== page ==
Melali is an Indonesian word that translates to something like “a leisurely stroll.” That’s the feeling Victoria and Josselin Gobé, fans of a surfing movie also by that name, wanted to create at their coffee shop in Montmartre. Melali Coffee Riders, opened just under a year ago, is more Caracas than Copenhagen: wicker loungers and tropical patterns rather than wooden chairs and geometric prints. Locals have taken to Melali’s great espresso, but the Gobés’ ongoing project is to convince the average French coffee drinker that filter can be just as good.
At Melali, filter coffee is called guayoyo, after the traditional Venezuelan coffee beverage that Josselin recalls drinking with his in-laws in South America. “Call it filter, a pour-over, guayoyo, it’s the same basic idea,” he says. Traditional guayoyo is prepared using a gauzy filter that resembles a net attached to a metal ring with a short handle. The result is a mild, watery coffee that even kids are allowed to drink, usually with a splash of milk. Melali Coffee Riders uses a Kalita Wave to achieve a stronger version and serves it in a clay mug with a comforting heft.
Here in France, filter coffee is disparagingly referred to as jus de chaussettes (sock juice). Josselin Gobé’s hope is that quality roasts by Belleville Brûlerie—which is also fighting to give filter coffee a better name—and skillful preparation by well-trained baristas can change that attitude. In fact, Josselin so believes in filter coffee that he’d like to see Melali Coffee Riders reach the point where it supplies local businesses with thermoses of the stuff. The Gobés couldn’t have chosen a better part of Paris in which to start their filter revolution.
The pocket of the 18th arrondissement where Melali Coffee Riders is perched has a large population of creative professionals: La Fémis, the national film school, is just around the corner, and the cafe’s courtyard gives out onto artist studios. “The neighborhood is full of small businesses, people who work in photography or cinema. These are people who work hard and work late,” says Josselin. Thermoses of Melali-style guayoyo would certainly give them fuel into the wee hours.
Josselin also hopes that people will come for the high-quality coffee, but possibly end up starting a conversation or sharing a leisurely moment with friends or strangers. “I’m tired of coffee shops where people just talk about the coffee,” he says. “I’d like people to be able to come down here and have discussions over coffee, to be able to show off their work,” he says, referring to the revolving art exhibitions that enliven the white cafe walls. At the moment, they’re hung with oil portraits of jazz musicians by French artist Isabelle Terestchenko; last month, customers could sip a guayoyo or hot chocolate and contemplate a series of surfing-themed art. “It’s not a coffee laboratory for geeks,” he emphasizes.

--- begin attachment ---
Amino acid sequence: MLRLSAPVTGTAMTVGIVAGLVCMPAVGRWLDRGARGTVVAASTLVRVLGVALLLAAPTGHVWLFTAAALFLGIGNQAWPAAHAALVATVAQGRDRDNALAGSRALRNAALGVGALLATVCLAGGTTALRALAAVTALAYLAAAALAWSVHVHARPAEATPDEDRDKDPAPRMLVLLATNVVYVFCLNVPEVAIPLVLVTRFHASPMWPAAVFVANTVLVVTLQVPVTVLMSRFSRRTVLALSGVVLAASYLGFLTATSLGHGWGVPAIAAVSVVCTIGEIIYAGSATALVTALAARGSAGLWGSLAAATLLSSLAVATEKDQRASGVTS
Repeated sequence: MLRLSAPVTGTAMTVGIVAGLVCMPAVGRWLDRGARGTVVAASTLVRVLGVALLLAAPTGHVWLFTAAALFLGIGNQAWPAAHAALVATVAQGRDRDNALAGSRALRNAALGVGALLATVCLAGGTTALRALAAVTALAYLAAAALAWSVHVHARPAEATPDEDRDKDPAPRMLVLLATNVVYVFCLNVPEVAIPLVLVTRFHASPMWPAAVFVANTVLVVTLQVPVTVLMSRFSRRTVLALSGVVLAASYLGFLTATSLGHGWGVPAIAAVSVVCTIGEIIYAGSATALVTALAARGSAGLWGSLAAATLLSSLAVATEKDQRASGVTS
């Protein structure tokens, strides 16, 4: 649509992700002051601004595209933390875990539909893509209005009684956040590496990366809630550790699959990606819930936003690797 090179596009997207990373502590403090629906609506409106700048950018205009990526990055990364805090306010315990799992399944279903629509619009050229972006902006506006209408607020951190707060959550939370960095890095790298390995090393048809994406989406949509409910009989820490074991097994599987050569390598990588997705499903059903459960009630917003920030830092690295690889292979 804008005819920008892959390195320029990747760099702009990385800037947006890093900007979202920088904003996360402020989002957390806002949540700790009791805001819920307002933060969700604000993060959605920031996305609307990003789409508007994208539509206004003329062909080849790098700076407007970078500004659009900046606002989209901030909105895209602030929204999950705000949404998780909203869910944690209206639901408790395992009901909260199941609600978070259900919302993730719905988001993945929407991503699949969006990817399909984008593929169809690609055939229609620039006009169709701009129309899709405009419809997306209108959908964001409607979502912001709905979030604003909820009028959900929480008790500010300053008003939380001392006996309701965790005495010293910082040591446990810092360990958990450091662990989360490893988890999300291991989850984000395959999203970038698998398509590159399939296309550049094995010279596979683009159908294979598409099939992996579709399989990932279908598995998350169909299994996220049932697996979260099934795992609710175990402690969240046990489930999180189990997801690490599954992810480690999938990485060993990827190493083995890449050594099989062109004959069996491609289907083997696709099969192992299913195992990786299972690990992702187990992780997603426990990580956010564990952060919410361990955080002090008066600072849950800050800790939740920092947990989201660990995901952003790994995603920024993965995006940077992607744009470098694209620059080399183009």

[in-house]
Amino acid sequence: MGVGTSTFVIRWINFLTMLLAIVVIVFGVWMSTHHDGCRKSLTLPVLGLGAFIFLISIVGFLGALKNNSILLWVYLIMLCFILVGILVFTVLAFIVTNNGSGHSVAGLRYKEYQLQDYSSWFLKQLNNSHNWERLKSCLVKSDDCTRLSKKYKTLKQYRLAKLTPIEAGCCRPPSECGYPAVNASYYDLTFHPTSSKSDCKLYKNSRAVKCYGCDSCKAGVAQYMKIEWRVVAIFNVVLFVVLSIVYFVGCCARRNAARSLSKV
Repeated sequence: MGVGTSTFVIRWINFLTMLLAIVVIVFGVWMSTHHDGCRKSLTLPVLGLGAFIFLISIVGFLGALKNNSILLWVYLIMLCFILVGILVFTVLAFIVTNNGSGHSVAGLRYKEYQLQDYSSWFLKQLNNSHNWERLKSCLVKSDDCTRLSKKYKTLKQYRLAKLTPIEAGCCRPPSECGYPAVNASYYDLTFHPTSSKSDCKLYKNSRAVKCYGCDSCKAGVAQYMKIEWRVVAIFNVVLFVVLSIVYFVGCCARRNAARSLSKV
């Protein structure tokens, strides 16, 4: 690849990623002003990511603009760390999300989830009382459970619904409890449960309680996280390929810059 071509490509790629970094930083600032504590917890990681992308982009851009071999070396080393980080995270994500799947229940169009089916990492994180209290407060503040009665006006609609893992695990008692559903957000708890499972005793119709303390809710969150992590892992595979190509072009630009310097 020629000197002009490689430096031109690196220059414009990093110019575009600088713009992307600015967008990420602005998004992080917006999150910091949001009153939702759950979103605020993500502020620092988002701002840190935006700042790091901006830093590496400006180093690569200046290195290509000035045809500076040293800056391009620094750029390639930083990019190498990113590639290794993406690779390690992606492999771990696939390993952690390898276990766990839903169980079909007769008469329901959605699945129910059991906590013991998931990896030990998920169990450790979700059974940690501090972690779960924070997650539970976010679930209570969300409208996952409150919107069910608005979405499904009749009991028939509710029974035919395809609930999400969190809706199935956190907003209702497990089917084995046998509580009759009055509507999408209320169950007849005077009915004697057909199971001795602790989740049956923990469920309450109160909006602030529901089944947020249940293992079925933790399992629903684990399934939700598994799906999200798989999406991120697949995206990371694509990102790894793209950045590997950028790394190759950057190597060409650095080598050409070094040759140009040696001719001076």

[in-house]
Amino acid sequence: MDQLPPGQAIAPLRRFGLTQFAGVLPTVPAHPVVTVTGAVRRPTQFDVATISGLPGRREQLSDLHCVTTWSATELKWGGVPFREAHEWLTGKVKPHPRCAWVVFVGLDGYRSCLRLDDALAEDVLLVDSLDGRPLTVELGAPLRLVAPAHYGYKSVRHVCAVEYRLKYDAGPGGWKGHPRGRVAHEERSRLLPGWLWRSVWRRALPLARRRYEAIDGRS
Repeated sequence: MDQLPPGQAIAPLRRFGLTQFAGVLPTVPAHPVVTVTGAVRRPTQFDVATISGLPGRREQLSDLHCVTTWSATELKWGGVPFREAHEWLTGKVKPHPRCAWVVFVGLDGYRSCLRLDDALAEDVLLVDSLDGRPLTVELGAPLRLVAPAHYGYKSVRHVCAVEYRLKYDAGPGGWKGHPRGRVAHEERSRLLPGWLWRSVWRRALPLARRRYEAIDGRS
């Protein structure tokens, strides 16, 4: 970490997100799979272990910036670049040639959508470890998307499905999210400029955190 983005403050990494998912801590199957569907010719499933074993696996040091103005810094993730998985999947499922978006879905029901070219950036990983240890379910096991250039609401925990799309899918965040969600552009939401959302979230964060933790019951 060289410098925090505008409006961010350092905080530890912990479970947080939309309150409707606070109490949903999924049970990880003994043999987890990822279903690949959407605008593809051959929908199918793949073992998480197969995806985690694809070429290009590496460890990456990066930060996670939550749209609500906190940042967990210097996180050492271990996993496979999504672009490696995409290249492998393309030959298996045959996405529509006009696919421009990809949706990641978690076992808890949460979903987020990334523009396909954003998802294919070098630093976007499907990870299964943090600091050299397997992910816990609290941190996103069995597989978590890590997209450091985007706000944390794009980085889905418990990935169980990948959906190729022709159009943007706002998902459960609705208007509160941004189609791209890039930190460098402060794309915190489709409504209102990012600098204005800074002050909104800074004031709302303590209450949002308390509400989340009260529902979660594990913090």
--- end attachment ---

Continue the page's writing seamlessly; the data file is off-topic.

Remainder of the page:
It’s true that you may not find the baristas weighing out every shot—but you won’t find extreme roasts that require meticulous handling either. Melali goals are laid-back here as well, choosing roasts with notes of chocolate and caramel that work well for its staple espresso, reflecting a South American palate. The idea is to drink coffee, not intellectualize it. “We like coffee, but if we make a good cup, we’re happy. It’s not a big deal if it’s not ‘the best,’ ” says Josselin. That said, the Gobés did invest in a La Marzocco GS3 and use a revolving selection of Belleville Brûlerie roasts (including a Yirgacheffe Chelelektu Natural that’s bursting with blueberry flavor); barista Leigh Gable did a stint with Jamie McCormick at Abraço in New York.
Melali Coffee Riders has also hosted several pop-up boutiques since opening, transforming the cafe into a showcase for local artisans and stoking Josselin’s dreams for the shop. “We want to stay a cafe, but we’re definitely going to grow into something more,” he says. “Eventually, we [want to] be a boutique where you can find gifts related to the world of coffee, but also things we’ve discovered here and there,” he says. An expanded menu is in the works for May with cakes, cookies, and homemade granola, but also two types of savory empanadas. (The Gobés also run Bululu, a Venezuelan arepera a few doors down). Still, the menu will remain simple—for all of the Gobés varied interests, they plan to keep the focus on good coffee.
As Josselin puts it: “Ultimately, our goal is to see all those people on their way to the Lamarck metro [up the hill from the cafe] stop in for a coffee, then carry a bit of that perfume along with them as they continue on their way.”